The forecasts, prepared by Cambridge Econometrics, predict that UK CO2 emissions will amount to 136.3 million tonnes of carbon in 2020, just 15% lower than they were in 1990. The draft Climate Change Bill has set a goal of cutting emissions by between 26% and 32% by 2020.
The figures contrast with official government projections predicting that emissions will be between 20% and 26% lower in 2020.
One reason for the discrepancy is that the new forecasts do not take account of measures in the energy White Paper published in May, as they “have not as yet been followed by concrete policy measures” so the shortfall is likely to be less than anticipated.
Nevertheless a 11% hole will be hard to fill, and the measures in the energy White Paper on their own will be unlikely to bridge the whole gap.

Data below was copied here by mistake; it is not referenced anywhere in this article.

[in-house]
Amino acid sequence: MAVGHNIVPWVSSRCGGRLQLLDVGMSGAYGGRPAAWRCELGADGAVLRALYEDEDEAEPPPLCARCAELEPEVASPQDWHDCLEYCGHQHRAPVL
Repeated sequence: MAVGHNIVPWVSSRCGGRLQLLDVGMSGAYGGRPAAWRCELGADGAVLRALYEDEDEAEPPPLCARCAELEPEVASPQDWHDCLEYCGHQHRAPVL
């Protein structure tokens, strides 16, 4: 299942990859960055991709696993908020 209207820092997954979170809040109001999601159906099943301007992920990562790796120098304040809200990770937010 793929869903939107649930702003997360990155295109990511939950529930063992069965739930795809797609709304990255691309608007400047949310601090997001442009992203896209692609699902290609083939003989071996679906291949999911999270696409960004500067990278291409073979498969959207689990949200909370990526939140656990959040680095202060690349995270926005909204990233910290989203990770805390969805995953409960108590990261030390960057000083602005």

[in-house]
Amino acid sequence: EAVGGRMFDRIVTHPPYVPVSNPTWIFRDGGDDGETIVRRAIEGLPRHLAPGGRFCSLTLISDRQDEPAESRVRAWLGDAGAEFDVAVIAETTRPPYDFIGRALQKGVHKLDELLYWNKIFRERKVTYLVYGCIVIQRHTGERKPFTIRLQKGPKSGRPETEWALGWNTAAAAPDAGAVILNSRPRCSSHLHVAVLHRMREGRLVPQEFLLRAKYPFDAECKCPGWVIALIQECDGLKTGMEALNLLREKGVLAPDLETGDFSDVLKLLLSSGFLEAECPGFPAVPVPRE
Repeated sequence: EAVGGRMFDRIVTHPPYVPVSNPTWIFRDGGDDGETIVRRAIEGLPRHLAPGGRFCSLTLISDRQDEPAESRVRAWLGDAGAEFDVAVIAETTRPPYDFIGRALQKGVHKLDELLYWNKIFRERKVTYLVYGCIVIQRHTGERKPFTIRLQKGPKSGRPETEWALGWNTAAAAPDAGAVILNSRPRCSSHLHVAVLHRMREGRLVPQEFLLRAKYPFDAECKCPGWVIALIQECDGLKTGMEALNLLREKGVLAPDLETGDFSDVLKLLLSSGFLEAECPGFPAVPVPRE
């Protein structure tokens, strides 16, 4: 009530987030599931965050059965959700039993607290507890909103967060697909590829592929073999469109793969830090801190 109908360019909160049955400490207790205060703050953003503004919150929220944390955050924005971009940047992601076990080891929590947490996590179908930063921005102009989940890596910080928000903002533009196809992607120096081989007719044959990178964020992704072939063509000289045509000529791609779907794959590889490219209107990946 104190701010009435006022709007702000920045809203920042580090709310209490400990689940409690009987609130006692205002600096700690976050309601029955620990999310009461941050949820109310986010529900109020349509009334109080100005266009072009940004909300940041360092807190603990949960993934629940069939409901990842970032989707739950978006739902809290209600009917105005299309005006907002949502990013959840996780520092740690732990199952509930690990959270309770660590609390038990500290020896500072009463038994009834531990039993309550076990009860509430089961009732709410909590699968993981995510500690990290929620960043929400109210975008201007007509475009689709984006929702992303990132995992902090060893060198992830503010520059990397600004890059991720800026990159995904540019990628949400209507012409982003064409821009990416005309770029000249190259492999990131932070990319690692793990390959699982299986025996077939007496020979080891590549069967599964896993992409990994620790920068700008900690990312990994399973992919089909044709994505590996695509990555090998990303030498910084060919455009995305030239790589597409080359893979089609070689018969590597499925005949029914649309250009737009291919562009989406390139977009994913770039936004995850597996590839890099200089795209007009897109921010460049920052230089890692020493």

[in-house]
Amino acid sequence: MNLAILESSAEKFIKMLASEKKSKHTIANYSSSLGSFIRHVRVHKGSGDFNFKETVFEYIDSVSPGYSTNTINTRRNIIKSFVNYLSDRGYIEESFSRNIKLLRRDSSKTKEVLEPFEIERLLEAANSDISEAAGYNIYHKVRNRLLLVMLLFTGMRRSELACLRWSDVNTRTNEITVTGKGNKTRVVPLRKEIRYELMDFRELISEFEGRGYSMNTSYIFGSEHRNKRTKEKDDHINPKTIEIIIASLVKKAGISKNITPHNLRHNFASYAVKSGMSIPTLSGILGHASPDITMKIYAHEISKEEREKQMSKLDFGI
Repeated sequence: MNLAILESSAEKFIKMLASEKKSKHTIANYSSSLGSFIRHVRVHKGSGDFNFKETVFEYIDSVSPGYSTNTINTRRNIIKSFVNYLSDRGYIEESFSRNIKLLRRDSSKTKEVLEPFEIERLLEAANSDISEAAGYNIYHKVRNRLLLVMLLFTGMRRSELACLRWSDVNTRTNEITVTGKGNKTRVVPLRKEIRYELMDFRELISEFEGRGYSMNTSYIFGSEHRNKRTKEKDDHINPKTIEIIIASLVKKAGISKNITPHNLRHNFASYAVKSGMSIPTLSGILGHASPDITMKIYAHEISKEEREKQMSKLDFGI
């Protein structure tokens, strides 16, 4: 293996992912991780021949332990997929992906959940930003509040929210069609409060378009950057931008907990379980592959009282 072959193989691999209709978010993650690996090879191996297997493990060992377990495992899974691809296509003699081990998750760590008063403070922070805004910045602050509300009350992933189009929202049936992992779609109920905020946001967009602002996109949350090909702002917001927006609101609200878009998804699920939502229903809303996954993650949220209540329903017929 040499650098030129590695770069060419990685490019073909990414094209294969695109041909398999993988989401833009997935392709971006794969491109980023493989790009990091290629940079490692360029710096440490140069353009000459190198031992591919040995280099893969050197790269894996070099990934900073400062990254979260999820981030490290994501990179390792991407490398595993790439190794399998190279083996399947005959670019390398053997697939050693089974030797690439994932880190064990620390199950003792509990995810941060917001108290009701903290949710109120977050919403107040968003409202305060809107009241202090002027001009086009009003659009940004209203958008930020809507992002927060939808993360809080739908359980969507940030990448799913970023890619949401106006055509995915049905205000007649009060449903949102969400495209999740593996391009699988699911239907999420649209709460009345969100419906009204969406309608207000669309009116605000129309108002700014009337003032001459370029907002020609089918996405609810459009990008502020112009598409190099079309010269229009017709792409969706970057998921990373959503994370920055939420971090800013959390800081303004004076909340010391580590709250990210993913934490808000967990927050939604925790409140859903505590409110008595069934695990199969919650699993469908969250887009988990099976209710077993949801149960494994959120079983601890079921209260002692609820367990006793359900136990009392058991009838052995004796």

The forecasts also suggest that the UK will miss its renewable electricity targets for 2010 and 2015 by a wide margin.
They predict that just 5% of electricity will come from renewable sources in 2010, rising to 12.5% in 2015, well short of government targets of 10% and 15% respectively. But the picture improves by 2020, when the report predicts that renewables will supply 19% of electricity – just 1% short of the government’s target for that year.
“These forecasts provide a reality check to the rhetoric on climate change that is now standard government fare,” said Professor Paul Ekins, who co-edited the report. “The government’s policies to promote a low carbon future are not yet sufficient to meet the carbon challenge set out in the energy white paper and draft climate change Bill.”
“Even achieving at least a 26% reduction on 1990 levels will be an uphill struggle unless the energy White Paper is followed by robust policy measures that promote carbon reductions.”